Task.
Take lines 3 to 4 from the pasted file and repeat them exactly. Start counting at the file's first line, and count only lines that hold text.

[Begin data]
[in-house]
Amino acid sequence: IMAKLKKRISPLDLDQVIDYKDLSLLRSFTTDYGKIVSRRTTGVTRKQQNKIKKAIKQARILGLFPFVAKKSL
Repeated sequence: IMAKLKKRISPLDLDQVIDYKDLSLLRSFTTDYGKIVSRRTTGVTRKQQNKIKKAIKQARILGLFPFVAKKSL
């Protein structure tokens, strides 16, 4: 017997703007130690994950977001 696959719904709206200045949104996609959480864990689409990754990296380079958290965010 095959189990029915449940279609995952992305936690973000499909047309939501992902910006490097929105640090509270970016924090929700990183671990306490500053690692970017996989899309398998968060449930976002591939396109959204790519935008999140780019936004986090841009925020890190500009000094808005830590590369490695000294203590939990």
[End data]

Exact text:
Repeated sequence: IMAKLKKRISPLDLDQVIDYKDLSLLRSFTTDYGKIVSRRTTGVTRKQQNKIKKAIKQARILGLFPFVAKKSL
């Protein structure tokens, strides 16, 4: 017997703007130690994950977001 696959719904709206200045949104996609959480864990689409990754990296380079958290965010 095959189990029915449940279609995952992305936690973000499909047309939501992902910006490097929105640090509270970016924090929700990183671990306490500053690692970017996989899309398998968060449930976002591939396109959204790519935008999140780019936004986090841009925020890190500009000094808005830590590369490695000294203590939990």